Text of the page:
One For The Writers: My Favorite Resources, From Idea To Polished Book - Jamie Farrell

One For The Writers: My Favorite Resources, From Idea To Polished Book

Writing With A PenOnce upon a time, I was a new military wife sitting up late at night hiding my writing from my husband because I was so embarrassed to admit to anyone that I thought I had a book in me. And now, *mumble mumble* years and manuscripts later, I want to give a shout-out to the people who have helped me along the way, even when they didn't know it. (And perhaps provide a few resources for anyone who might be in that same spot I was in *mumble mumble* years ago.)

So today, I say a huge, hearty thank you to my best writing resource peeps. Including:

1. Romance Writers of America

To the best of my knowledge, RWA the only national writing organization that accepts unpublished members, and they have amazing resources and classes and conferences to help new writers learn and improve the craft of writing. Also? I met my awesome critique partners (Kelsey Browning and Maria Geraci) through RWA.

2. Deb Dixon

The very first thing I learned about writing stories when I joined an online RWA chapter was that my hero and heroine each needed a goal, motivation, and conflict. I've never met Deb Dixon or taken her class, but she wrote a book (called Goal, Motivation, and Conflict) that was quoted frequently on my writer boards. It's the foundation of everything I know about writing a story.

3. Laurie Schnebly Campbell

Laurie teaches writing classes at WriterUniv.com on topics such as fatal flaws and plotting via motivation. Her classes have taught me how to make a solid framework for the plots of my stories. (And her blurb class helped me hone and tighten my teasers and query pitches for my books too!)

4. Michael Hauge

Michael Hauge teaches screenwriting, but he also teaches classes and workshops on story structure and something he calls Character Identity to Essence. And he has a writing book (or eight) available as well. He has a way of explaining turning points and stages of a story that makes sense to me. I listen to the audio recordings of his workshops from the 2011 RWA conference when I'm on long road trips, and every time, I come away with something new to apply in my writing to make my books stronger.

5. Margie Lawson

Margie teaches a series of classes about using psychology to hook your readers. Her methods are intense, and applying them is time-consuming, but they will make your prose unique and strong and memorable. She teaches how to eliminate cliches and tap into your reader's subconscious so that they will have to read just one more page before bed.

6. Chuck Wendig

I've never met Chuck, but he runs a blog called Terrible Minds that is full of writerly goodness for writers in every stage of the writing game. From the actual writing to the business side of being an author and everything–and I mean everything–in between, Chuck covers it all in his unique, bearded, beautifully vulgar way. He's smart, he's generous, and he's level-headed. He hides it behind strong language sometimes, but he's a great resource.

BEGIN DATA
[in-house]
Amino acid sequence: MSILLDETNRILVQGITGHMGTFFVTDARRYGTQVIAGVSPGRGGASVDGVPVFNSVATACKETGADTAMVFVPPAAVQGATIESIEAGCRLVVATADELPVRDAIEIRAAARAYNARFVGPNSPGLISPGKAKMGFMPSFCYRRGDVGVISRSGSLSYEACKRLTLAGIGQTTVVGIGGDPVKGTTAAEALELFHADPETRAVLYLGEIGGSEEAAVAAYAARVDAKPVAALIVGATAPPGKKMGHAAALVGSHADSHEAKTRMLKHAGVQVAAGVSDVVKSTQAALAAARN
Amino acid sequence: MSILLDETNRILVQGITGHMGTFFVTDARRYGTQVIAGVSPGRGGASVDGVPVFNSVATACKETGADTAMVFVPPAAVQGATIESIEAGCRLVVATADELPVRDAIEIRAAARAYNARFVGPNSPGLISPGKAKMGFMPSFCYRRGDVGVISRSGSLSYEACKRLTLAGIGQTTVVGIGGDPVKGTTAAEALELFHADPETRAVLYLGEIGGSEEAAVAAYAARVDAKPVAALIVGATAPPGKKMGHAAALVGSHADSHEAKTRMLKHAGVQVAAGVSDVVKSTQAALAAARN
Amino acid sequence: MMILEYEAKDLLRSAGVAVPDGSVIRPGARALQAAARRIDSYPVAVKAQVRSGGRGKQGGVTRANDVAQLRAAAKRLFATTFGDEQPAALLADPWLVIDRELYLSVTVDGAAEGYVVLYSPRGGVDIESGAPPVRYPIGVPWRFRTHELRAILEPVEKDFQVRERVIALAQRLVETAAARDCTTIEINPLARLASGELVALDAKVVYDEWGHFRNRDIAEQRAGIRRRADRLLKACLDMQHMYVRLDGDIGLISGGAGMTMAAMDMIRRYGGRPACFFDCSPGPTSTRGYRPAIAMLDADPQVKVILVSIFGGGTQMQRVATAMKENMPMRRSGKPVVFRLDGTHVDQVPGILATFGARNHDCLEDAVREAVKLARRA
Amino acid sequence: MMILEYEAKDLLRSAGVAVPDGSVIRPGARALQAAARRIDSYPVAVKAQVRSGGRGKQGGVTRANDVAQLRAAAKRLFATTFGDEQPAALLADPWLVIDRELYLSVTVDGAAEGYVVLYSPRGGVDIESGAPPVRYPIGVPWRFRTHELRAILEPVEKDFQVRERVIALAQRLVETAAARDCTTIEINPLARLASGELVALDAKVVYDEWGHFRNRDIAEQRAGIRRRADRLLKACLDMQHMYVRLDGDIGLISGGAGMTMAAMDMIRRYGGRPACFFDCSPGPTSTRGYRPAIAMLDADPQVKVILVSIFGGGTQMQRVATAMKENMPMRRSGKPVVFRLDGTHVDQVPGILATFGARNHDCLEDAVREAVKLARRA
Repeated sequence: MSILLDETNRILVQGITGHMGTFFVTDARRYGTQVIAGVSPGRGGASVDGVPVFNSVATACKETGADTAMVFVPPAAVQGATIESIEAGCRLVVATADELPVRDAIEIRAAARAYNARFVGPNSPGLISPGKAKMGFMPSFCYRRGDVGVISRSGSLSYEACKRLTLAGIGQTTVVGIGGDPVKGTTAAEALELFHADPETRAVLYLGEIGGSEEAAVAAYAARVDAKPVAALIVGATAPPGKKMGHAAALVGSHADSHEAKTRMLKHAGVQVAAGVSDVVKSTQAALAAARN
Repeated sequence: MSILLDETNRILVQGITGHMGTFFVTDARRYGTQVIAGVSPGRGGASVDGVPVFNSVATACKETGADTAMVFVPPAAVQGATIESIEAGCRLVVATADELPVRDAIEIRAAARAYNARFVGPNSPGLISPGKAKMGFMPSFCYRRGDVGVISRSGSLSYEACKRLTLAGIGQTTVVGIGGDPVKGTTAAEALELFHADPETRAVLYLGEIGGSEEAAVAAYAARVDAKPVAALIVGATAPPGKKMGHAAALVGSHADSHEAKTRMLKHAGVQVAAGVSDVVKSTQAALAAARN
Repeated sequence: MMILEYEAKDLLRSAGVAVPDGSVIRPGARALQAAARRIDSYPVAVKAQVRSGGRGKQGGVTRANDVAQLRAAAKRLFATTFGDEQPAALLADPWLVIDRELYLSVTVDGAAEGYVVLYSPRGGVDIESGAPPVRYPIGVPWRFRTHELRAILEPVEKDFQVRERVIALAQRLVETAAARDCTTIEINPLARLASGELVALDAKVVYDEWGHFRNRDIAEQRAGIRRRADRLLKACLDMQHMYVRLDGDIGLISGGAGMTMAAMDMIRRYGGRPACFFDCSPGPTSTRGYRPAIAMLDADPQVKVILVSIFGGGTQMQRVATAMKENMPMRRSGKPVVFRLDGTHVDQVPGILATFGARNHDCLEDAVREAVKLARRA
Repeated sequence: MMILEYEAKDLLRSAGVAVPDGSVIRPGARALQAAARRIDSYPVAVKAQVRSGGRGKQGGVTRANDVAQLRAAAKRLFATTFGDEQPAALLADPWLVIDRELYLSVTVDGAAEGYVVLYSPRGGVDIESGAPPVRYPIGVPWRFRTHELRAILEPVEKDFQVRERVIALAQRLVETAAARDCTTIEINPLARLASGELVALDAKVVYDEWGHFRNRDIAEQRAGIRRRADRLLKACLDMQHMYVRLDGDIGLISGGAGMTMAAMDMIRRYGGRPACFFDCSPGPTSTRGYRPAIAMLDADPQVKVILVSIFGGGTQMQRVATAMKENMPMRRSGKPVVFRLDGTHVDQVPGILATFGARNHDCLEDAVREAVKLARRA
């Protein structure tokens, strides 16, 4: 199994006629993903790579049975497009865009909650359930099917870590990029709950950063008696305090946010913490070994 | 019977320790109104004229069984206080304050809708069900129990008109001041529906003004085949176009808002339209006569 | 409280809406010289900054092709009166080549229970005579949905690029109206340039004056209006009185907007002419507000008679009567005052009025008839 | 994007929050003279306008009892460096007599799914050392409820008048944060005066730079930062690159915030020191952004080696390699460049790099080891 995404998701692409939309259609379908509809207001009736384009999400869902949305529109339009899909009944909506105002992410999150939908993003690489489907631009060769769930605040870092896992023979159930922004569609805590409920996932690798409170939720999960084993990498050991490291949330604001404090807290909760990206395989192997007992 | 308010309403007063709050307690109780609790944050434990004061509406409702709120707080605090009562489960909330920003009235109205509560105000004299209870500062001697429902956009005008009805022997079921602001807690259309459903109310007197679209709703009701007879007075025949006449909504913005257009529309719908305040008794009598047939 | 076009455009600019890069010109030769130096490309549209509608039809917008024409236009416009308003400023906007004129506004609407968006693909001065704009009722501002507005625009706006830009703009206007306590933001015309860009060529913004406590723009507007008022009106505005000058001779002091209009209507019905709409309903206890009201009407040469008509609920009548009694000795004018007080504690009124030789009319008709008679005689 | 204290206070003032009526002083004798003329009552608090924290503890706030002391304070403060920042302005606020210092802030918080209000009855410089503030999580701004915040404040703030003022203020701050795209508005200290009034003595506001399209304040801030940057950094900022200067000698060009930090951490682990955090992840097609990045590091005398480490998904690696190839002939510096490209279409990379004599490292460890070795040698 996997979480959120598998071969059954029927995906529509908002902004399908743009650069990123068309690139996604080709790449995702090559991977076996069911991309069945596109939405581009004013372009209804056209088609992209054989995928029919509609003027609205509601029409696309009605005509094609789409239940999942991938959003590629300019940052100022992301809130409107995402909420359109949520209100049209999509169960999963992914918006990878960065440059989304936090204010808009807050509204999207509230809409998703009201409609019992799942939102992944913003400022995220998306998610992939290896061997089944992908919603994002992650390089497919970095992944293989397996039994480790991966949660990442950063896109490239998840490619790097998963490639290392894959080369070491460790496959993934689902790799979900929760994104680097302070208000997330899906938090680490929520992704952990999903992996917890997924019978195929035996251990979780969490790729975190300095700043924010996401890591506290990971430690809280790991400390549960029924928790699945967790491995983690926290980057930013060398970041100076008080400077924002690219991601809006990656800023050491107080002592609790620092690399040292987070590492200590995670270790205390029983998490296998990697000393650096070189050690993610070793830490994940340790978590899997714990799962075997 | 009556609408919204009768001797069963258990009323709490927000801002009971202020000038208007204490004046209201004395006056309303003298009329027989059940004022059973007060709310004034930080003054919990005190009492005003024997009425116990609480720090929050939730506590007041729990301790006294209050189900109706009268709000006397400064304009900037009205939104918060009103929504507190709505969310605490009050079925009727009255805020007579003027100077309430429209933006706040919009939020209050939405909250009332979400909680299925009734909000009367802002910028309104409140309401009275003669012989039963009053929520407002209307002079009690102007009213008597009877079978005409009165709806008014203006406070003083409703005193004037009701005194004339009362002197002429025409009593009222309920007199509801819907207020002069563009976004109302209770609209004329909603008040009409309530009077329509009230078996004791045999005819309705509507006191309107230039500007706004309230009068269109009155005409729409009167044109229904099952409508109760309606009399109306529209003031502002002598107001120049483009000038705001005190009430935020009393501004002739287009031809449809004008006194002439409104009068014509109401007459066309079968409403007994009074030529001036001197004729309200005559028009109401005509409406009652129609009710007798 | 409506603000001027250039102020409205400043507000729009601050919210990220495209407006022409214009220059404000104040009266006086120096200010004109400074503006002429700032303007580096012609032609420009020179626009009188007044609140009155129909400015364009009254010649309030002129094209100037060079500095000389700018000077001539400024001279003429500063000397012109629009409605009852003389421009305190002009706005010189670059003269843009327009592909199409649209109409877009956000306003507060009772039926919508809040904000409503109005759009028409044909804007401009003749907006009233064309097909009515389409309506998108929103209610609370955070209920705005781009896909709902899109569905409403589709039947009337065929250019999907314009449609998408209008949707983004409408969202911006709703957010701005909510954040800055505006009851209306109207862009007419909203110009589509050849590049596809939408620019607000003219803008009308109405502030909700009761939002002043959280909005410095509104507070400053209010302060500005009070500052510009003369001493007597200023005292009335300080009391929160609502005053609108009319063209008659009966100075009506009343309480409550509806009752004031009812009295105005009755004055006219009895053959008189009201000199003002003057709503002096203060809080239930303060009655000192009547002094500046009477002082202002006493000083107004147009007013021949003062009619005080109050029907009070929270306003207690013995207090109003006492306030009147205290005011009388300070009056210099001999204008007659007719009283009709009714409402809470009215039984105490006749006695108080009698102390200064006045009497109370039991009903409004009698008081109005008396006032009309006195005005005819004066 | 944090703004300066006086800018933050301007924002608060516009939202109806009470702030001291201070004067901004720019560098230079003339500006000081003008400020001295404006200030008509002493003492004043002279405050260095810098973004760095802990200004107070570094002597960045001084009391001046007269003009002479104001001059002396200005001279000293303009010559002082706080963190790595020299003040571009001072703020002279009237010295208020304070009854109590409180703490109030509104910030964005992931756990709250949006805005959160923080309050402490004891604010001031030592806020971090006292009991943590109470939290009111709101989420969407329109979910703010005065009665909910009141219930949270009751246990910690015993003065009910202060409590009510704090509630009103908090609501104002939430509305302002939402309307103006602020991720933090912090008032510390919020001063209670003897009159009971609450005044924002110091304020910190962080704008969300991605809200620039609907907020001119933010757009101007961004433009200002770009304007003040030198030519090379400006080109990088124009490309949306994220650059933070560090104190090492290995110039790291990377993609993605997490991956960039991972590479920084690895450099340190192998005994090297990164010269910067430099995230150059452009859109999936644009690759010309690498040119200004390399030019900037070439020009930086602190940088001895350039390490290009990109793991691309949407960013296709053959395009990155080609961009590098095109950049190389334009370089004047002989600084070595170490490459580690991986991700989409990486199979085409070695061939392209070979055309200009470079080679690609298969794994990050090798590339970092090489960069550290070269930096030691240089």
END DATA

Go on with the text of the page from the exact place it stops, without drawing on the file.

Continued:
7. Angela James

Angela is the editorial director for Carina Press, and she teaches a class called Before You Hit Send. I like to call it a line-editing short course, which means she teaches ways to clean your prose by eliminating unnecessary words, tightening phrases, and basically cleaning your manuscript so that when it lands on an agent's or editor's desk, they'll be able to read the story rather than get distracted by misspellings or slow pacing. There's more to line editing than what she teaches, but this is a great starting point for polishing a manuscript. Angela's also very active on Twitter, where she provides a ton of other resources for writers.

8. Penny Andler

Penny is my copy editor, and I love her. When she gets my books, they've already been through content revisions, line edits, and my own spelling and grammar check (reading out loud is awesome for this). In theory, I'm handing her a clean manuscript. But Penny makes it shine. She finds everything that everyone before her missed. And she's good. (My reviewers have noticed too!)

There have been several other classes and articles and books I've read along the way, but these are the people (and organization) I credit the most with helping me to grow as a writer (and reviser). And I hope in the next *mumble mumble* years, I find even more wonderful, generous writer-type peoples to connect with over the craft of writing.

So let's hear from my fellow writers today – who are your favorite writing resources?

 

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1 comment
Ellen says January 8, 2014

Fabulous resources, Jamie! Just added to my favorites.

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